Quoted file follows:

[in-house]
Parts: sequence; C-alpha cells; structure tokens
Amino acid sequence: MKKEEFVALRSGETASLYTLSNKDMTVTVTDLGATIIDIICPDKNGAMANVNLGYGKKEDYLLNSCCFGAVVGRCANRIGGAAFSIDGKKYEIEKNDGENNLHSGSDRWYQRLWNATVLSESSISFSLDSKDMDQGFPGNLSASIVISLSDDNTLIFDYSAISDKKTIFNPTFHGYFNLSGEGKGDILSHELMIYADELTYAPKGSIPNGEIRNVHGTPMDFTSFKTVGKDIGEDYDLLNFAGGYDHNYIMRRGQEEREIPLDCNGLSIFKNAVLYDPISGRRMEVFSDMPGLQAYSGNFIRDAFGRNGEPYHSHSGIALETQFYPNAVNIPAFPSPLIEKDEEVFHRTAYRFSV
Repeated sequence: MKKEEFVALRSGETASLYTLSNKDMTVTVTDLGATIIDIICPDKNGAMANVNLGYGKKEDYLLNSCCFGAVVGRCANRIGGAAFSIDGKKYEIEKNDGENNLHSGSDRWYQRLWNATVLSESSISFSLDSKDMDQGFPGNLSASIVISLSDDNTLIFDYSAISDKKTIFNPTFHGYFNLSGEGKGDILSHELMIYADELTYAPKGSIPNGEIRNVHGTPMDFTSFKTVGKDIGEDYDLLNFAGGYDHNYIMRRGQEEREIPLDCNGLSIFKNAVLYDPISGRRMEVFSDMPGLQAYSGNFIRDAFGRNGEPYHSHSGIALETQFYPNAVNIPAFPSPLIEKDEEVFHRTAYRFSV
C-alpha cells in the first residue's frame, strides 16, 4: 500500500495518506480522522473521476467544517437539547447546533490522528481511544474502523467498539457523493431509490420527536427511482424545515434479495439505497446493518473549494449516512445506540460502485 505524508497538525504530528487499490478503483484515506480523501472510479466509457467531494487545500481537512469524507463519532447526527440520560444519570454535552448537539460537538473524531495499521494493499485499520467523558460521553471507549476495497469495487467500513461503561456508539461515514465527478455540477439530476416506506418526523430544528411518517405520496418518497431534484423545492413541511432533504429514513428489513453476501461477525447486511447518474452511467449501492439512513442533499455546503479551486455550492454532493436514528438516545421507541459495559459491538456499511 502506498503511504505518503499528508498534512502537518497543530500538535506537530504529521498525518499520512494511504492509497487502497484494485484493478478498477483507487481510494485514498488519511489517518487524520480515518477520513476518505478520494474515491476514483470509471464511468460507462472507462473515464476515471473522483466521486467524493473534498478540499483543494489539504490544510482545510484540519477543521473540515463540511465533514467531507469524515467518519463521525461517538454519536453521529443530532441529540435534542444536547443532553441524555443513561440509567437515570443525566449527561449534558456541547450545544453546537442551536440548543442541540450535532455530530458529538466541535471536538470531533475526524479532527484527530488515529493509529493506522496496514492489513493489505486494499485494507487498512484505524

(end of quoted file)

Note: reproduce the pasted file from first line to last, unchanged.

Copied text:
[in-house]
Parts: sequence; C-alpha cells; structure tokens
Amino acid sequence: MKKEEFVALRSGETASLYTLSNKDMTVTVTDLGATIIDIICPDKNGAMANVNLGYGKKEDYLLNSCCFGAVVGRCANRIGGAAFSIDGKKYEIEKNDGENNLHSGSDRWYQRLWNATVLSESSISFSLDSKDMDQGFPGNLSASIVISLSDDNTLIFDYSAISDKKTIFNPTFHGYFNLSGEGKGDILSHELMIYADELTYAPKGSIPNGEIRNVHGTPMDFTSFKTVGKDIGEDYDLLNFAGGYDHNYIMRRGQEEREIPLDCNGLSIFKNAVLYDPISGRRMEVFSDMPGLQAYSGNFIRDAFGRNGEPYHSHSGIALETQFYPNAVNIPAFPSPLIEKDEEVFHRTAYRFSV
Repeated sequence: MKKEEFVALRSGETASLYTLSNKDMTVTVTDLGATIIDIICPDKNGAMANVNLGYGKKEDYLLNSCCFGAVVGRCANRIGGAAFSIDGKKYEIEKNDGENNLHSGSDRWYQRLWNATVLSESSISFSLDSKDMDQGFPGNLSASIVISLSDDNTLIFDYSAISDKKTIFNPTFHGYFNLSGEGKGDILSHELMIYADELTYAPKGSIPNGEIRNVHGTPMDFTSFKTVGKDIGEDYDLLNFAGGYDHNYIMRRGQEEREIPLDCNGLSIFKNAVLYDPISGRRMEVFSDMPGLQAYSGNFIRDAFGRNGEPYHSHSGIALETQFYPNAVNIPAFPSPLIEKDEEVFHRTAYRFSV
C-alpha cells in the first residue's frame, strides 16, 4: 500500500495518506480522522473521476467544517437539547447546533490522528481511544474502523467498539457523493431509490420527536427511482424545515434479495439505497446493518473549494449516512445506540460502485 505524508497538525504530528487499490478503483484515506480523501472510479466509457467531494487545500481537512469524507463519532447526527440520560444519570454535552448537539460537538473524531495499521494493499485499520467523558460521553471507549476495497469495487467500513461503561456508539461515514465527478455540477439530476416506506418526523430544528411518517405520496418518497431534484423545492413541511432533504429514513428489513453476501461477525447486511447518474452511467449501492439512513442533499455546503479551486455550492454532493436514528438516545421507541459495559459491538456499511 502506498503511504505518503499528508498534512502537518497543530500538535506537530504529521498525518499520512494511504492509497487502497484494485484493478478498477483507487481510494485514498488519511489517518487524520480515518477520513476518505478520494474515491476514483470509471464511468460507462472507462473515464476515471473522483466521486467524493473534498478540499483543494489539504490544510482545510484540519477543521473540515463540511465533514467531507469524515467518519463521525461517538454519536453521529443530532441529540435534542444536547443532553441524555443513561440509567437515570443525566449527561449534558456541547450545544453546537442551536440548543442541540450535532455530530458529538466541535471536538470531533475526524479532527484527530488515529493509529493506522496496514492489513493489505486494499485494507487498512484505524